HURRICANE DEVELOPMENT

C. S. Ramage University of Hawaii

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Abstract

Latest available compilations confirm that mean hurricane frequencies vary widely within the tropics. Referred to a standard unit area, hurricanes (typhoons) are three times as likely to develop in the western North Pacific as in any other generating area.

Numerous published analyses indicate that an intensifying upper trough in low latitudes may, through an energy dispersion mechanism, sharpen the next downstream trough. The resultant pressure fall in the downstream trough, should it overlie a low-level cyclonic disturbance, might be enough to trigger hurricane development in the disturbance.

Frequent energy dispersion from a vigorous persistent upper trough in the central North Pacific could account for the high frequency of west Pacific typhoons.

Abstract

Latest available compilations confirm that mean hurricane frequencies vary widely within the tropics. Referred to a standard unit area, hurricanes (typhoons) are three times as likely to develop in the western North Pacific as in any other generating area.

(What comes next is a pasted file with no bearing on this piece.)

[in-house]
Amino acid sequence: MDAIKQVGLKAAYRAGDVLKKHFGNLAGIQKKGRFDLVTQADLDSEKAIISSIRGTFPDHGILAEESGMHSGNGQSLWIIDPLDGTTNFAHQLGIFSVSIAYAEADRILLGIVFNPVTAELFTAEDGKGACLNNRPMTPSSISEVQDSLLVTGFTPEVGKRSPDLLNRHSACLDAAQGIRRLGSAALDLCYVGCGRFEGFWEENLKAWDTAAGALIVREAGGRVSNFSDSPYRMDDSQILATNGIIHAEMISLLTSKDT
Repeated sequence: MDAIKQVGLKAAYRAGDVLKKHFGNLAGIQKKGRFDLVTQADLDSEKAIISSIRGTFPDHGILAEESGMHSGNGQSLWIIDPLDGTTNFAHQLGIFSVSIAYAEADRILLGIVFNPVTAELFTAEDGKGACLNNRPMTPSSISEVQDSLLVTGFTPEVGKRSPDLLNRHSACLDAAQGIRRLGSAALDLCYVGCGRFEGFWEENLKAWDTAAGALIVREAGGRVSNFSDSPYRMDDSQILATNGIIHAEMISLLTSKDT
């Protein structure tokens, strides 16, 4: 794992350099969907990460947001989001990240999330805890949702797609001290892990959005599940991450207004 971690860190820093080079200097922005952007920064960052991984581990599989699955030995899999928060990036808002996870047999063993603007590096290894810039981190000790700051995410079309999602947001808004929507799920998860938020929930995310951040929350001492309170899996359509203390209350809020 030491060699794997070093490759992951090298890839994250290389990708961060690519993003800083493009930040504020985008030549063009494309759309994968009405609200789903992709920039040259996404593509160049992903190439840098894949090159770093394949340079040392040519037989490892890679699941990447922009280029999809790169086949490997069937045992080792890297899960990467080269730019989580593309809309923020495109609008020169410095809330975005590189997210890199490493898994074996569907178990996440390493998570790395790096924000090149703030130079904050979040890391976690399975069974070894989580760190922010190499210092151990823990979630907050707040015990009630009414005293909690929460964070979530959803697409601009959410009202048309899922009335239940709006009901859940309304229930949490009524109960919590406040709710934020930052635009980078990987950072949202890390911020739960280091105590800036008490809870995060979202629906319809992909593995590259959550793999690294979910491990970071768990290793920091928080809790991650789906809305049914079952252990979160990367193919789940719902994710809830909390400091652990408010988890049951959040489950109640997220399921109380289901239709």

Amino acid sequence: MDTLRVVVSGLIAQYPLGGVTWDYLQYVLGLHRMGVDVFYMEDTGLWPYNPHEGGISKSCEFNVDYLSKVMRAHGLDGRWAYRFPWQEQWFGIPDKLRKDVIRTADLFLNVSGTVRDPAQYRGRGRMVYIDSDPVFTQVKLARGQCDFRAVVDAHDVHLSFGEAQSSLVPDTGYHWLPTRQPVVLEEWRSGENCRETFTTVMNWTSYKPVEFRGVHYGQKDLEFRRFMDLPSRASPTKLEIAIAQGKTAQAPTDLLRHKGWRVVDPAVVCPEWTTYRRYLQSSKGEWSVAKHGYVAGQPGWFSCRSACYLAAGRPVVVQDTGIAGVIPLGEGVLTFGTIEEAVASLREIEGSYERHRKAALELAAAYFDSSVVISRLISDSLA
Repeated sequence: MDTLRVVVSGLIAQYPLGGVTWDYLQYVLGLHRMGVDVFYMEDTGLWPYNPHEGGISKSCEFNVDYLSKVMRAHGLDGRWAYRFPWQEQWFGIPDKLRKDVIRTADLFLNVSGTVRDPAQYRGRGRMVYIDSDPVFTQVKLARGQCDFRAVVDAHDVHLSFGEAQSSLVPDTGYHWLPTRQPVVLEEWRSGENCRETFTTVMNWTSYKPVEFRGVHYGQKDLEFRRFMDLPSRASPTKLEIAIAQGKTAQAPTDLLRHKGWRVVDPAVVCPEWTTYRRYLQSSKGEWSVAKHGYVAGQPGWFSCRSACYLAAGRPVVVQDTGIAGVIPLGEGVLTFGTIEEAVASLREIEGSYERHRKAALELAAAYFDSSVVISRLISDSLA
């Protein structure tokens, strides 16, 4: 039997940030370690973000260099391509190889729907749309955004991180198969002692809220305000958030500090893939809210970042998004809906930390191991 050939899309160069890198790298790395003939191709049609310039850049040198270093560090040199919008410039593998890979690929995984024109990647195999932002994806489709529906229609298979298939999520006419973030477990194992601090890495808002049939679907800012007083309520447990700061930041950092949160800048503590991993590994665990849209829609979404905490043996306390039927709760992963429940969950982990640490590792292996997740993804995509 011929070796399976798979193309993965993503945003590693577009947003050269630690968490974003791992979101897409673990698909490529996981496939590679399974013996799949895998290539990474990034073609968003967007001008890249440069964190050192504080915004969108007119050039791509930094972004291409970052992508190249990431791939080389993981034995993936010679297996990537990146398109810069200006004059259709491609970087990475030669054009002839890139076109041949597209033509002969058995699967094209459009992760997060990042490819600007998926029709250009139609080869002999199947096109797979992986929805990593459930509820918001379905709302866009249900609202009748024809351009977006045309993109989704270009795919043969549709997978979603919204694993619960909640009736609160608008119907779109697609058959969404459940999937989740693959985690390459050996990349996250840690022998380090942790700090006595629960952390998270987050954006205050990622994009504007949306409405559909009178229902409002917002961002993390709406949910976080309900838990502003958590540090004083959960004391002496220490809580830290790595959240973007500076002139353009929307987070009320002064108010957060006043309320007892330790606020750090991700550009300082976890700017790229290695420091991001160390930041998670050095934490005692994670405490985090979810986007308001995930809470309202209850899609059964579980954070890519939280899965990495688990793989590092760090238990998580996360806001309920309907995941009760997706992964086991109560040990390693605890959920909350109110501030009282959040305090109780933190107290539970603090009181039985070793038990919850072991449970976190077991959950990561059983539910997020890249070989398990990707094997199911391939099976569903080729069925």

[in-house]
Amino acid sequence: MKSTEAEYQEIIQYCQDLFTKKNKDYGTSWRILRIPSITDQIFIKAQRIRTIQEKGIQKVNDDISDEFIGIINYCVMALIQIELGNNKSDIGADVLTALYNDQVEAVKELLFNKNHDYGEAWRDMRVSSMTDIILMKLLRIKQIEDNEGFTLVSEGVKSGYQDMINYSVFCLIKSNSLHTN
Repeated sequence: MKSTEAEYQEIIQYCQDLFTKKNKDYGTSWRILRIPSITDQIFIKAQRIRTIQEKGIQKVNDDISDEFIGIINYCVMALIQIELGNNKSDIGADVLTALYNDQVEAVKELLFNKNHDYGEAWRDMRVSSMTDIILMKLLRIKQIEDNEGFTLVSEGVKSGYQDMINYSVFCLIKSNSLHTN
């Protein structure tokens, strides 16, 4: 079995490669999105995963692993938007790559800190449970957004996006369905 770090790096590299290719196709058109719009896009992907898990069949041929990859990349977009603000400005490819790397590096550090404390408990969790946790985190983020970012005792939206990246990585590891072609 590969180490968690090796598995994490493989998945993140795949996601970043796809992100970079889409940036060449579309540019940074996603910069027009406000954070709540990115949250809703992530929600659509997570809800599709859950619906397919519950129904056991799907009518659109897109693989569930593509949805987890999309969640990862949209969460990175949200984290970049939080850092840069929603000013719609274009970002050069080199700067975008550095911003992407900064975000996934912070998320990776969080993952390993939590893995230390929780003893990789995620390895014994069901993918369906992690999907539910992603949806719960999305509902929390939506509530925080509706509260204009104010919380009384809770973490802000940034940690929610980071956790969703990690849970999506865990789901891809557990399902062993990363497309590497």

Numerous published analyses indicate that an intensifying upper trough in low latitudes may, through an energy dispersion mechanism, sharpen the next downstream trough. The resultant pressure fall in the downstream trough, should it overlie a low-level cyclonic disturbance, might be enough to trigger hurricane development in the disturbance.

Frequent energy dispersion from a vigorous persistent upper trough in the central North Pacific could account for the high frequency of west Pacific typhoons.

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